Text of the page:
|The Secretary of State for Health|
So what was this story to shock and appal the kingdom? The discovery that women have been granted abortions by doctors based on the sex of the baby. (You can read about it here in what's currently the main headline of the Telegraph's website.) There have been resignations, the Health Secretary has called in the police, and the Chief Medical Officer is stepping in too.
Although many commentators have not been so forthright as Mr Lansley in their condemnations, it can't be denied that the Health Secretary was right: that gender based abortion is 'illegal and morally wrong.'
But, what makes gender based abortion morally wrong and lifestyle inconvenience based abortion morally acceptable? How can we possibly say that it's okay to abort a baby because it would interrupt a promising career but not okay because it's a boy/girl?
Now, I do realise that there is a difference. One woman wants a baby - just not that one, and the other doesn't want one at all. Yet, despite the difference in situation, two different ethics must be applied to make one morally acceptable and the other, again in the words of Mr Lansley, 'morally wrong.' You see, if the baby is aborted for economic reasons (which is also technically illegal under the Abortion Act, but people seem to get round that quite easily by using the 'mental health of the woman/existing children' provision) then to justify that ethically, one must argue that there's nothing unethical about aborting a baby. However, if you apply that same ethical reasoning to the gender selection case, how could you find it 'morally wrong'? If one thinks that there's nothing wrong with aborting a child, why would it suddenly become wrong simply because the mother wanted a different child? And why isn't the same reasoning applied in the case of disabled babies? Why do people think it's immoral to abort based on gender, but perfectly fine to abort on the basis of disability? There is a double-standard at play here. There is a clear break-down in logic.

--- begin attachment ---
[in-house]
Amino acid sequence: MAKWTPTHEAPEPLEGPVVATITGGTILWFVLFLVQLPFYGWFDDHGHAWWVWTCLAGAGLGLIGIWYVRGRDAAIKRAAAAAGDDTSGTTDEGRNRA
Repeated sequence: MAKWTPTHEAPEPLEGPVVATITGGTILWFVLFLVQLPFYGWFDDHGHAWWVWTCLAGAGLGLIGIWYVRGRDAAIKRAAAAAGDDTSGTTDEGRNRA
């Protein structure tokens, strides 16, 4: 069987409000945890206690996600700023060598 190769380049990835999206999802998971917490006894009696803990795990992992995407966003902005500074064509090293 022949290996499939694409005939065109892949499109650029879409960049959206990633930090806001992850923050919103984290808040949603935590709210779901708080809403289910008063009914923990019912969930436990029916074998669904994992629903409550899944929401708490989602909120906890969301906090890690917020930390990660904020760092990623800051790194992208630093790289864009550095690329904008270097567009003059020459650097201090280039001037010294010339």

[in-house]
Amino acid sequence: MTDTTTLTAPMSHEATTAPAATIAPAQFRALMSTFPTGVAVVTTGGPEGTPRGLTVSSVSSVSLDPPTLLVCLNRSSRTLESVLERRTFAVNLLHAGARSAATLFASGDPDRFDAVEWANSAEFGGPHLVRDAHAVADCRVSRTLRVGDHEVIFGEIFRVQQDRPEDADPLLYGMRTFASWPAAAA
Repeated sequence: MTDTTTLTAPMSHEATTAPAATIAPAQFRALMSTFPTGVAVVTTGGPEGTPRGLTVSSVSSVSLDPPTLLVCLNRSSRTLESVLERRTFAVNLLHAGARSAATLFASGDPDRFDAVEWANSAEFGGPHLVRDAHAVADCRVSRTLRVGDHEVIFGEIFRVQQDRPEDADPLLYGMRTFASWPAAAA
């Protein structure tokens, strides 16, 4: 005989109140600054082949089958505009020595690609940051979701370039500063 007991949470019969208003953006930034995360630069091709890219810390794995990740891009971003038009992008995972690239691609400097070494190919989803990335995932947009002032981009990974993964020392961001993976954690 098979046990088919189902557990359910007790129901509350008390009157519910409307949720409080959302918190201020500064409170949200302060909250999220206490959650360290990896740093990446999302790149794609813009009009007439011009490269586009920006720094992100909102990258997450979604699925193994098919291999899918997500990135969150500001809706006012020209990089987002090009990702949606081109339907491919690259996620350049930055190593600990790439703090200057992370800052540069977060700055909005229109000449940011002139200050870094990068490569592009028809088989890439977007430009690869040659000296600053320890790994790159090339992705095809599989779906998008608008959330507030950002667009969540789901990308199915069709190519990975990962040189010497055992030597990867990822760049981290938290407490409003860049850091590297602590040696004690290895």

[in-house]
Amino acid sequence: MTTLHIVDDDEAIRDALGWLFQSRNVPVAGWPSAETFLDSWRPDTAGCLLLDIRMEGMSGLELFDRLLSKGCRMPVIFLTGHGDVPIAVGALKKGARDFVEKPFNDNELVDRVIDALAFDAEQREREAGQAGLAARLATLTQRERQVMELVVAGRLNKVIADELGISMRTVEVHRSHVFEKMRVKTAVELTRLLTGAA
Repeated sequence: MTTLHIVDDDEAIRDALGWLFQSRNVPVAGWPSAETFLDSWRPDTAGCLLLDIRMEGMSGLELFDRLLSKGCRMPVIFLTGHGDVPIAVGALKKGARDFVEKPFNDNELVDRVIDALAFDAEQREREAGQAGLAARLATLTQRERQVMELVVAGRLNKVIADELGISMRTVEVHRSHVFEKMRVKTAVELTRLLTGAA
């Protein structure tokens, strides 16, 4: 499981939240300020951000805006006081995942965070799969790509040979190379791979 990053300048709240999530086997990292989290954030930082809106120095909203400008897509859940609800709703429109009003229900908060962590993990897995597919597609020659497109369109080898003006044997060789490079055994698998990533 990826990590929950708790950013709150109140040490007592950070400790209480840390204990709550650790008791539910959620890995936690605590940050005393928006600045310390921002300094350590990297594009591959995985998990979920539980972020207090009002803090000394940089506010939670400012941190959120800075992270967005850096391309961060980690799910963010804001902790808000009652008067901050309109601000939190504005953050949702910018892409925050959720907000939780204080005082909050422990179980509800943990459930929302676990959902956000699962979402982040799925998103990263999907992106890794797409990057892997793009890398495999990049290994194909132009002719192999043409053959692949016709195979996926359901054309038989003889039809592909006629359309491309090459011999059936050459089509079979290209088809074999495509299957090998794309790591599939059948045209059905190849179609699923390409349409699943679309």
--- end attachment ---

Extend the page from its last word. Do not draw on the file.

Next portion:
I agree wholeheartedly with Mr Lansley when he says that gender based abortion is 'morally wrong', but his statement doesn't go far enough.
The Telegraph claims to have more revelations for tomorrow. I hope they don't get buried by the rest of the press, but that instead this story does leave the UK shocked and appalled. Yet not just shocked and appalled, but also that it would make people think through the logical implications of 'abortion rights'.
Lord, have mercy.
But I can't just leave this post there, for there's a danger for Christians too. There's a danger that we become the people who heap condemnation on those who have had an abortion. Abortion is wrong and it's right for us to pray, speak to MPs, write to peers and educate people about the truth of the matter. But we should also remember that there's something else we need to do. We need to bring the message of God's forgiveness to those who have aborted children. We need to bring the message of God's hope to those who have fallen into despair after having an abortion. We need to show that the sin of abortion isn't more powerful than the grace of the gospel. 1 in 3 women in the UK have had an abortion, and that third of all women needs to know that Jesus' blood can free them from bloodguiltiness; that Jesus' death can end the cycle of death and bring them a new life; a pure life; a clean life; a life of abundance and joy.
And this message of gospel hope isn't just for those women. If 1 in 3 women have had a abortion, that means that a lot of men have either been complicit in it, or forced them into it. Abortion isn't just a women's issue. Men need Jesus to take away their abortion stains too.
Abortion is an issue that the church needs to face. But the biggest way we need to face it isn't in campaigning and lobbying, but in reaching out to those who have sinned and suffered through abortion with the good news of the gospel.